This week Apple gave us quite a bit to look over. I am still trying to catch up with the many updates that were made available when Apple unveiled not only new Macs and iPads, but also a new version of OS X (now free!) and its iLife and iWork apps for the Mac (yes, now those are free too!). After spending a few days playing with Mavericks, as the new version of OS X is now called (I do miss the felines), here are a few noteworthy additions from an accessibility perspective:
- Switch Control is now available for OS X. This was a feature that was introduced in iOS 7 for iOS devices and for the most part it works in a similar way on the Mac as it does on iOS. Rather than writing a lengthy description of this new feature, I created a video for you:
- Caption styles. This is another feature that first appeared in iOS 7 and now works in pretty much the same way on the Mac. You can create custom styles to make the captions easier to read on your Mac. Again, I have created a video that shows how this works:
- Creation of Speakable Items with Automator. Automator is a Mac app that allows you to create workflows for automating repetitive tasks you might want to do on your computer. Speakable Items is found under Interacting in the Accessibility area of System Preferences, and it lets you control your Mac with your voice. You can perform commands such as launching apps, checking your email and more. With Mavericks, you can now create your own Speakable Items using Automator. This video shows you how. For students with physical and motor challenges being able to automate actions so that they can be performed with their speech opens up a lot of possibilities.
- Improved dictation. In Mountain Lion, Dictation worked well but it was limited to short phrases and it only worked when you had an Internet connection. In Mavericks, Dictation can now work while you are off-line, and it has been improved so that you can speak your text continuously. As before you start Dictation by pressing the Function key twice, but you don’t have to do that again to see your text shown in your editing software. You can just continue speaking and the text will appear as you speak. I see so many applications of this feature for working with students who have writing difficulties, since now they will get almost real time feedback of their editing. The one thing to note is that enabling this feature does require an 800 MB file download so that it can work offline. To me, that’s a small price to pay for adding this cool new feature to my Mac.
Now, Mavericks was not the only big announcement. New versions of iWork and iLife, as well as iBooks Author were also announced. And iBooks and Maps finally come to the Mac. I really like the simpler design of all the iWork apps, and their support for VoiceOver has improved. However, there were two other changes that I found especially exciting:
- The iWork apps now allow you to enter an accessibility description for your images in the new Format pane. This is huge for giving people the option to create more accessible documents. I also found that when I exported my Pages documents as ePub books, the image descriptions were preserved. This fix addresses what I saw as a big shortcoming with the old version of Pages.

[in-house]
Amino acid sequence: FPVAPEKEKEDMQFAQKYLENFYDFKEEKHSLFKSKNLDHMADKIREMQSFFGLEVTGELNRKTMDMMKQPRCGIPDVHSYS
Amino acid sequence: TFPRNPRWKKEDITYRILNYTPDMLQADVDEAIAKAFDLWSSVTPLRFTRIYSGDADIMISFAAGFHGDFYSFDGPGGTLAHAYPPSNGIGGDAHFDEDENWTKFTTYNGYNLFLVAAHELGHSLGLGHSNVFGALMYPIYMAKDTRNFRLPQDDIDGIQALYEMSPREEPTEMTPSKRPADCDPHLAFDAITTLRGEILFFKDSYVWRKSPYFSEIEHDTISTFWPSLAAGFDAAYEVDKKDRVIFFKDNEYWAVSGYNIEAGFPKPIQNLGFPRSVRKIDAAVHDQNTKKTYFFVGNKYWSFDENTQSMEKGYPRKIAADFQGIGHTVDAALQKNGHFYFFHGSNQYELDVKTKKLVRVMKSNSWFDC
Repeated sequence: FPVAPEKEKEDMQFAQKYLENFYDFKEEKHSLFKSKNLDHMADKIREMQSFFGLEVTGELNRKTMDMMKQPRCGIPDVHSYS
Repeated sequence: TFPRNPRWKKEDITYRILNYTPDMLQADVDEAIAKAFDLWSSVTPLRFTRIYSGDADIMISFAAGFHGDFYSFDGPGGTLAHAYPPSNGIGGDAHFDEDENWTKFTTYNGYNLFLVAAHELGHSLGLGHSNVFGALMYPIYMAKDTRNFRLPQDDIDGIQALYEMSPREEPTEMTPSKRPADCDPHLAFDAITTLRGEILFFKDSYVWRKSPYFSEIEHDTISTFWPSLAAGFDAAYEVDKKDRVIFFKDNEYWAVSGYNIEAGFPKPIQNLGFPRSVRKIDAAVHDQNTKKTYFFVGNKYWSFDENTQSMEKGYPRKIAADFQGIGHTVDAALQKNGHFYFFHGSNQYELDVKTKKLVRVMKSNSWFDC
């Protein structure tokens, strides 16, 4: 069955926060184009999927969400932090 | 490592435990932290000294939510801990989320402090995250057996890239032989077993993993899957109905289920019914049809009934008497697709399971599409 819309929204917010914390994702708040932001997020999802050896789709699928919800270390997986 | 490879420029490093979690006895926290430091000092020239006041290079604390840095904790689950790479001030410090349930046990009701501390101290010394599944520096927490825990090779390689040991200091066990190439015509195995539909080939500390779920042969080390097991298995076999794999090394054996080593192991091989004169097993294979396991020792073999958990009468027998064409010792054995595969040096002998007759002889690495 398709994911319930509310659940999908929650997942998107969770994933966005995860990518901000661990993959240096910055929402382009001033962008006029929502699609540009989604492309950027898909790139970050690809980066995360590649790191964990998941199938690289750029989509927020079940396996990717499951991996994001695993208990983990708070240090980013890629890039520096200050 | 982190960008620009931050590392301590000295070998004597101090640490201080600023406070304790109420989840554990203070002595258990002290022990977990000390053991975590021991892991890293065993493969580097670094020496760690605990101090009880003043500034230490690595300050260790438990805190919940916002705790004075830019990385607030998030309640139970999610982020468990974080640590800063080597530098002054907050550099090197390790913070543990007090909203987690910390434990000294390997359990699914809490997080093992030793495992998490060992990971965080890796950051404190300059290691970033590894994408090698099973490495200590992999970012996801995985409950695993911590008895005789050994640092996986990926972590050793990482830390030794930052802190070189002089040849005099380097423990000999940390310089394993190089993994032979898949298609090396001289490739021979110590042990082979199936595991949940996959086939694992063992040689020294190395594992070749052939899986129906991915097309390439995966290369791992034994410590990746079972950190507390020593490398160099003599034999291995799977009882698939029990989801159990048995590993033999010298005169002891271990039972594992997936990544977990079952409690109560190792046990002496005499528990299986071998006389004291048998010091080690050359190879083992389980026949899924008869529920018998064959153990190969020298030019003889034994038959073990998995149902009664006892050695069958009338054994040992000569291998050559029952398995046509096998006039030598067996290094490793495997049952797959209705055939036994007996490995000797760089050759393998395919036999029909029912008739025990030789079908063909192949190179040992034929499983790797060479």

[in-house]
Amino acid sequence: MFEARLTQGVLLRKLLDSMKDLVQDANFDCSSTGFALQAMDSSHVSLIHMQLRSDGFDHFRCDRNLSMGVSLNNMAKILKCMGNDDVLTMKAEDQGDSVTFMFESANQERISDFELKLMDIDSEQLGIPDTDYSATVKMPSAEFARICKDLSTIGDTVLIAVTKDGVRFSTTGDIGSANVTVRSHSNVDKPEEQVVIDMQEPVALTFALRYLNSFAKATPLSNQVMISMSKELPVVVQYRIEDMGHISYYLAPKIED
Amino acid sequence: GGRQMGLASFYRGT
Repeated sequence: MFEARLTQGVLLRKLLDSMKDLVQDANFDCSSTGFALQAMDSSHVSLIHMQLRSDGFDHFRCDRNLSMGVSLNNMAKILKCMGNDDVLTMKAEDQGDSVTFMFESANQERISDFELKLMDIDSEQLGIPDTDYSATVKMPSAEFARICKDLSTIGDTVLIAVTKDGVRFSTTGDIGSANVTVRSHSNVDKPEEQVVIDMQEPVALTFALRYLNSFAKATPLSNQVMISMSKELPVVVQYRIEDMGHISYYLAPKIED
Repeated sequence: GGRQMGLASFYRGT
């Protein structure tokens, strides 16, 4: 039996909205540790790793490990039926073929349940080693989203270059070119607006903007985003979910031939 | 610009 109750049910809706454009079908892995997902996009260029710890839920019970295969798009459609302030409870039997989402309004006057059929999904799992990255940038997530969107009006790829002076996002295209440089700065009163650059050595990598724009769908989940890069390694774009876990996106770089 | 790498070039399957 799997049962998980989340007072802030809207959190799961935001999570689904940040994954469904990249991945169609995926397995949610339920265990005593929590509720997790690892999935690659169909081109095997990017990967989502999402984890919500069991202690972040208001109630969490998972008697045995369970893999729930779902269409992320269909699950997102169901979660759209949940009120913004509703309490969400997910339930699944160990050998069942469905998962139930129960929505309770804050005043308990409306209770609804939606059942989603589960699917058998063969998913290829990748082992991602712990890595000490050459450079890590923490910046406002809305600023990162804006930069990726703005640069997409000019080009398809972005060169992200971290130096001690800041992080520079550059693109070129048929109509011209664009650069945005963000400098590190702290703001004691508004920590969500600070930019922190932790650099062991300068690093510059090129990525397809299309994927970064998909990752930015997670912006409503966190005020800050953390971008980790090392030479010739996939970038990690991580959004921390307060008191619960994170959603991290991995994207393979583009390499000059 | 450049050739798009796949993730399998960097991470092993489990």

- Embedded closed captioned videos are supported. I do a lot of presentations, and when I present I try to model what I preach by including captions in my videos. However, in the past I had to jump through a few hoops to get my captions to show up (such as creating a captioned video file and then screen recording it before adding it to Keynote). No need to do that anymore. I can just drag my video that includes captions into my Keynote deck and it will even do the optimization in case I want to add the Keynote file into an iBooks Author project.
Speaking of iBooks Author: it now appears to preserve the captions when you add a Media interactive. This was a big problem before, where you had to use Compressor (not the friendliest program for the teachers I often work with) to combine the original video with a captions file created with MovieCaptioner. Well, now I can just export my video out of MovieCaptioner using the SCC Embed with QT option and then drag it right into an iBooks Author project and it works with no error warning. iBooks Author will do the compression (optimization) for me. One tip is to make sure your video matches the specs for video on the iPad as much as possible. Otherwise, this optimization, which you cannot disable, will take quite a long time. Previewing your captions in a book is easier too, since iBooks is included with Mavericks and you do not have to connect your iPad to do a preview of your book.
The new iBooks app for the Mac is pretty much what you would expect if you have used the iOS version. All of the supports our students need are there: highlighting, notes, dictionary lookup, study cards for multi-touch books, etc. I really like that you can see the Notes in the margin by pressing Command +3, which works really well in full screen mode to create a nice reading experience. Another nice feature is that you can open two books at once, which helps if you have a second book that you need to keep referring to while reading. Speak selection is available when you select text, from a contextual menu, but I was surprised that word highlighting is not included. This is one of my favorite features of Speak Selection on iOS and it makes it such a valuable tool. I hope this gets added soon. My other beef is that some of the buttons at the top when you’re reading a book are missing labels for VoiceOver. Overall, I think having iBooks on the Mac will be welcomed news to many educators and I’m really excited about the convergence of the two platforms. It makes it much easier for those of us who need accessibility support, as we are not really learning different platforms with all the similarities between iOS and OS X.